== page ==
DFARS 252-204-7021

This clause requires CMMC to be included in all contracts moving forward from the deadline. The details of CMMC compliance are in line with previous versions released by the DoD.

Furthermore, it’s important to note that DFARS 252.204-7012 hasn’t been modified. This means the underlying requirements for FedRAMP Moderate, NIST 800-171, and clauses (c) through (g) will continue unchanged.

Regardless of how secure your organization is, you should assume you will have to make some investment in CMMC readiness and compliance throughout 2021. You will need to budget for new technology, the time spent to develop and implement new policies, perform assessments, and prepare for audits.

CMMC Considerations For Your 2021 Budget

Resource Planning

To start, take stock of the state of your systems and how they may need updating. Additionally, you’ll want to consider how your systems may or may not be compliant — particularly if you’re in the cloud.

Answer the following questions:

  1. Will your IT systems need updating within the next year?
  2. Are your systems on-premise or cloud-based?
  3. If on-premise, will you be planning on a cloud migration in the coming year?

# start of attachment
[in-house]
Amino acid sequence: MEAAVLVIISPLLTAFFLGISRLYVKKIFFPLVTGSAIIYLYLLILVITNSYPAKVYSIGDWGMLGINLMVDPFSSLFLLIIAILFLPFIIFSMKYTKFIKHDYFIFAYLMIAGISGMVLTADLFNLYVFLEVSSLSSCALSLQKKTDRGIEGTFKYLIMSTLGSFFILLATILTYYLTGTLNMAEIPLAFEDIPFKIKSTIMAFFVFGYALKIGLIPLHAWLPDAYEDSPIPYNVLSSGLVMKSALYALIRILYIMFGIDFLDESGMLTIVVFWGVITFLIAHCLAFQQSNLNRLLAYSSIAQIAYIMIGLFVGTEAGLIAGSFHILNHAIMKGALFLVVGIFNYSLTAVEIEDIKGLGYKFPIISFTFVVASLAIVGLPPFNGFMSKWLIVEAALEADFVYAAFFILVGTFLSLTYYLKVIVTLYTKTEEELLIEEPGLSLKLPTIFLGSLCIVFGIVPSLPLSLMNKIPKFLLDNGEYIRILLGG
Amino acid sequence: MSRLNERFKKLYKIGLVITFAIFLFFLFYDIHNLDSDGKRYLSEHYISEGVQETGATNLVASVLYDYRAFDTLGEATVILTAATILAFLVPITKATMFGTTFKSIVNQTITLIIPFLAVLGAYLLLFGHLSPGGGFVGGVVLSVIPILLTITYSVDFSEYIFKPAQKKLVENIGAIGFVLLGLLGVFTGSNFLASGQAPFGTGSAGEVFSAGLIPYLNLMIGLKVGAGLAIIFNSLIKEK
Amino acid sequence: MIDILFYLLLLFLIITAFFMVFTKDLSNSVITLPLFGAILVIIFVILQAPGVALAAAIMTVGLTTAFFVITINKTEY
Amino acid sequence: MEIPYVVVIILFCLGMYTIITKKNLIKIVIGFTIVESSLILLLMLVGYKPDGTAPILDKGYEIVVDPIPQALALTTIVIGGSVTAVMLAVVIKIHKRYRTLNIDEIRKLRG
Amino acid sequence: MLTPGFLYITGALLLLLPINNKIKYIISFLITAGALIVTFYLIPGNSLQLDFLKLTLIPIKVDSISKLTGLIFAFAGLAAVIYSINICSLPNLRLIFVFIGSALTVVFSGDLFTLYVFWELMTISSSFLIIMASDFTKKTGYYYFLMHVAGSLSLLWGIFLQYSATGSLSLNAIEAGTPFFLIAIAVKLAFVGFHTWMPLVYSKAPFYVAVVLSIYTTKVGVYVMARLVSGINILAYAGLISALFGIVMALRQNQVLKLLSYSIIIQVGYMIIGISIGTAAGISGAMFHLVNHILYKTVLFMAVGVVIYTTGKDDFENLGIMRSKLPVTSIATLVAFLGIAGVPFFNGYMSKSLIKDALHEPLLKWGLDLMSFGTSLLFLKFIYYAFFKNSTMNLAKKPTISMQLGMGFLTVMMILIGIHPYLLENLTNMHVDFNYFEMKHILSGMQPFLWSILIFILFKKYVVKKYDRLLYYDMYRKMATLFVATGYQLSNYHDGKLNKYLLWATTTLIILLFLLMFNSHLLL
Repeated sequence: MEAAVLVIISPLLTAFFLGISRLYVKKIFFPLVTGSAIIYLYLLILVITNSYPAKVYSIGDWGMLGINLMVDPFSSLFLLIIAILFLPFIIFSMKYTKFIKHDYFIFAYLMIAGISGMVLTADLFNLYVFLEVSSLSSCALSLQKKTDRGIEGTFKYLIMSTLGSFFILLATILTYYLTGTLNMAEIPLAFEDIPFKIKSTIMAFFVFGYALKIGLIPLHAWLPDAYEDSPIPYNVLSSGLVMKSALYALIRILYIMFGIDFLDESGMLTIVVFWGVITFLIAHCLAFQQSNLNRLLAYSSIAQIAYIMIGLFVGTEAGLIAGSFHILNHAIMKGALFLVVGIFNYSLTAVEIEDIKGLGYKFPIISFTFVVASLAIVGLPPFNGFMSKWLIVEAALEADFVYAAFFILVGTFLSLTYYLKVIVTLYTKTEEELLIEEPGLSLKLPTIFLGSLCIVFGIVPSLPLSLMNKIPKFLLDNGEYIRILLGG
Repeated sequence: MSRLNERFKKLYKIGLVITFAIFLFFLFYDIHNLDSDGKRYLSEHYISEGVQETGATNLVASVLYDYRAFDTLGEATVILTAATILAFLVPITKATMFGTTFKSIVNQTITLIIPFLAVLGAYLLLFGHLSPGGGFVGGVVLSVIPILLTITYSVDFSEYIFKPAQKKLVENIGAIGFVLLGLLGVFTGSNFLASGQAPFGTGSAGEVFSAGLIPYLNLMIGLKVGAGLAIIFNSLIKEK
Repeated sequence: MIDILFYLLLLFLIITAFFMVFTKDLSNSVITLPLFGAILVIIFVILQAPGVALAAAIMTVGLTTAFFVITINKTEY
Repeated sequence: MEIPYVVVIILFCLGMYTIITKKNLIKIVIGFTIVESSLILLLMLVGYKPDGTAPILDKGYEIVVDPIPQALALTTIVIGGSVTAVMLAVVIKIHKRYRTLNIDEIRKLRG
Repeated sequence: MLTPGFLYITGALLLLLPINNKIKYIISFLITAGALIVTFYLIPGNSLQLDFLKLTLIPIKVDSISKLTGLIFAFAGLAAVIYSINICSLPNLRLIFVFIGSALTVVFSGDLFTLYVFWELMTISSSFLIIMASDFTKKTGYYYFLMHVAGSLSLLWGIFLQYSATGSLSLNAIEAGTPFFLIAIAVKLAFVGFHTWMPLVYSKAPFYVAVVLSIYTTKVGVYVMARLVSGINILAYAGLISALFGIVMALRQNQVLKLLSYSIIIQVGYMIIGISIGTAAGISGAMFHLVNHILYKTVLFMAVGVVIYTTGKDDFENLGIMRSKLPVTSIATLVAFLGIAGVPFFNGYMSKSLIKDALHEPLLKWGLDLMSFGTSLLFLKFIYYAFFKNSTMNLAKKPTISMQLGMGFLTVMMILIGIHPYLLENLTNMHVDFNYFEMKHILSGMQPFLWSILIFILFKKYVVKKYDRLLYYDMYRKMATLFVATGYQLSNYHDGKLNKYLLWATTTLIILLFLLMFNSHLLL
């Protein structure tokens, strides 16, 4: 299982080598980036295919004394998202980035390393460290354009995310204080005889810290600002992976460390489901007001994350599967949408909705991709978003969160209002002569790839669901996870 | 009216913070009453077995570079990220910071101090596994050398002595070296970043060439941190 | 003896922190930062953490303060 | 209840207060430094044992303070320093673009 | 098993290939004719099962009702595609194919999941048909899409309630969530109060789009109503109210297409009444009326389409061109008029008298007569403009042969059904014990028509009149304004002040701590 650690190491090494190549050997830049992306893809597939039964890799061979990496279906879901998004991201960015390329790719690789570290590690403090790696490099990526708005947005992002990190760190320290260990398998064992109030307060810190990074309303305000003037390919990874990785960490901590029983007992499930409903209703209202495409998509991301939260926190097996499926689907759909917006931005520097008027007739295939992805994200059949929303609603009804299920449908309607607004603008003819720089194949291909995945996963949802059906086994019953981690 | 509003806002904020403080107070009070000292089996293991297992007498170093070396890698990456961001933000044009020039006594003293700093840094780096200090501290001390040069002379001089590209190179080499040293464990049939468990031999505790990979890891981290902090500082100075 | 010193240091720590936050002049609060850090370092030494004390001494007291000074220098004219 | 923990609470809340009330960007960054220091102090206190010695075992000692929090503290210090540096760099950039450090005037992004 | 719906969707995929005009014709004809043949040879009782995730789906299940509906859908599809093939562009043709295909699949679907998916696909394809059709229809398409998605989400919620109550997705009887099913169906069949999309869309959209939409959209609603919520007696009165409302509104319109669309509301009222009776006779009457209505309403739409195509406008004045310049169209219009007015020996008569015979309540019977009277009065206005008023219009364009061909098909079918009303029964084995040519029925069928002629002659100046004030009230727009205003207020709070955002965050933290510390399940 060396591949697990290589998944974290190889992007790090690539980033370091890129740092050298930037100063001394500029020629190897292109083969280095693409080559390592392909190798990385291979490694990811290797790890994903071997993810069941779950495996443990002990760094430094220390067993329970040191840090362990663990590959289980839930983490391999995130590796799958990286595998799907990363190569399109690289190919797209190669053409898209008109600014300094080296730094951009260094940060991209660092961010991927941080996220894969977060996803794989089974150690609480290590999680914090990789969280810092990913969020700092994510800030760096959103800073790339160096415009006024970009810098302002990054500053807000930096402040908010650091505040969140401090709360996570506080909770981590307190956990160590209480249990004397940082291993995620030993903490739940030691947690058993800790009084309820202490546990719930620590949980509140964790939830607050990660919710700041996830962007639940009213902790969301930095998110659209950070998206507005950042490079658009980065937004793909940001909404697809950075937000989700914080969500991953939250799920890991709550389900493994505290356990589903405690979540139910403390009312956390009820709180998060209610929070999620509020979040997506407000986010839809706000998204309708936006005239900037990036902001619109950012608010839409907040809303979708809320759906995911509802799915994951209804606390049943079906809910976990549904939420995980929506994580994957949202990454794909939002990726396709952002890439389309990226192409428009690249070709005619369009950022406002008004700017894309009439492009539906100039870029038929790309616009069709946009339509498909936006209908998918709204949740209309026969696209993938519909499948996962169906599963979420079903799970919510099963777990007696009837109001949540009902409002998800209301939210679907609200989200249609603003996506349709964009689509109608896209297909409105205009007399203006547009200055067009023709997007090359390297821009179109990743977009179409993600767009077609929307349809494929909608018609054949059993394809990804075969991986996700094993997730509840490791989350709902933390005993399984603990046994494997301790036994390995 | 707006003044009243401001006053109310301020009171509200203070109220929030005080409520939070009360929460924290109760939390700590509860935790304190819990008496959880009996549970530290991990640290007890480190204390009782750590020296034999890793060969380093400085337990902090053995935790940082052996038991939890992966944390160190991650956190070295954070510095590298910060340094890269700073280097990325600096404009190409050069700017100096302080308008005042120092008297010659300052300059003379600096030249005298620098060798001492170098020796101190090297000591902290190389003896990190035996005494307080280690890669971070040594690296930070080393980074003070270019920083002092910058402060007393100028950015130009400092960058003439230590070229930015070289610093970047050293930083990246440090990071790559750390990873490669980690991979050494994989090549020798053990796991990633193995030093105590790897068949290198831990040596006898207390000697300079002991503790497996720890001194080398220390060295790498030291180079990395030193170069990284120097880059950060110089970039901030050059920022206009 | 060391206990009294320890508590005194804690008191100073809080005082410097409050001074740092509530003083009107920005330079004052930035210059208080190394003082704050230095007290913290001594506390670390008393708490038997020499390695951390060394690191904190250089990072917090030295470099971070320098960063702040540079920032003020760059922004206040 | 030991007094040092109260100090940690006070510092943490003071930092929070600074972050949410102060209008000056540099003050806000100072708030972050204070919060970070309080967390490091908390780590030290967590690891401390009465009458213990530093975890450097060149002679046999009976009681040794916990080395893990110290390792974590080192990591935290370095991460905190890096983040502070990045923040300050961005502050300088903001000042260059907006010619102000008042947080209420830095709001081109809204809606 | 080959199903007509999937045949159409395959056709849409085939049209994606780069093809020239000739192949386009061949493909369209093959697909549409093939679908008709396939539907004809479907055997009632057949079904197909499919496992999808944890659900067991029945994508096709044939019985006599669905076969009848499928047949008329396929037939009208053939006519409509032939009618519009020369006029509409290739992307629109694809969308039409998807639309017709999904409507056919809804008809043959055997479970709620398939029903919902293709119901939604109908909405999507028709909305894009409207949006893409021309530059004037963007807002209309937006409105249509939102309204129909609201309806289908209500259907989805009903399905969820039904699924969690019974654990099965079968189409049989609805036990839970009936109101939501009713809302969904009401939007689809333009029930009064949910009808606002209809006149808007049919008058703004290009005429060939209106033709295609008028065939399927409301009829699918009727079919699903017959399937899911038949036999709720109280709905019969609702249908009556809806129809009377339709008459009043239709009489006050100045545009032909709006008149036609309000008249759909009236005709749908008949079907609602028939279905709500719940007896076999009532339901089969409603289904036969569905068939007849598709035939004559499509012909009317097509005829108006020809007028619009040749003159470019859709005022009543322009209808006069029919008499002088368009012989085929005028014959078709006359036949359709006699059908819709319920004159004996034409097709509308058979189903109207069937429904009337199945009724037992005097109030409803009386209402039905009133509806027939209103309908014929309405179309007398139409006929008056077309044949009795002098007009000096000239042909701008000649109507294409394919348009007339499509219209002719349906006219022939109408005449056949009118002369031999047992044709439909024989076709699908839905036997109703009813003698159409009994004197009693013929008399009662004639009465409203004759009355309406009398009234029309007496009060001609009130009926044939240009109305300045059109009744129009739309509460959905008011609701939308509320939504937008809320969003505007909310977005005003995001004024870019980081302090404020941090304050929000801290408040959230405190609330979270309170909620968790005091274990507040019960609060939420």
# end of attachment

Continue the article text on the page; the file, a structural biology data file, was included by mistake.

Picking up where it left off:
4. If cloud-based, are you using the provider’s compliant cloud solution?

With these points in mind, you can better understand how much you’ll need to budget for major projects in the coming year. Whether that means a full cloud migration, or switching to a compliant cloud solution, it’s better to know now instead of later.

Mature & Compliant Policy Development

A core component of Level 3 compliance with CMMC is to both possess and demonstrate documented policies.

Take stock of your current policies and associated practices by answering the following questions:

  1. Do you have documented policies?
  2. Has your team been trained to follow them, and are they tested on their knowledge?
  3. Have your policies been reviewed by a third party?
  4. Do you have a process for updating policies?
  5. Regardless of whether you hire outside support for your policy development or handle it entirely in-house, you’ll need to budget for that time and expense.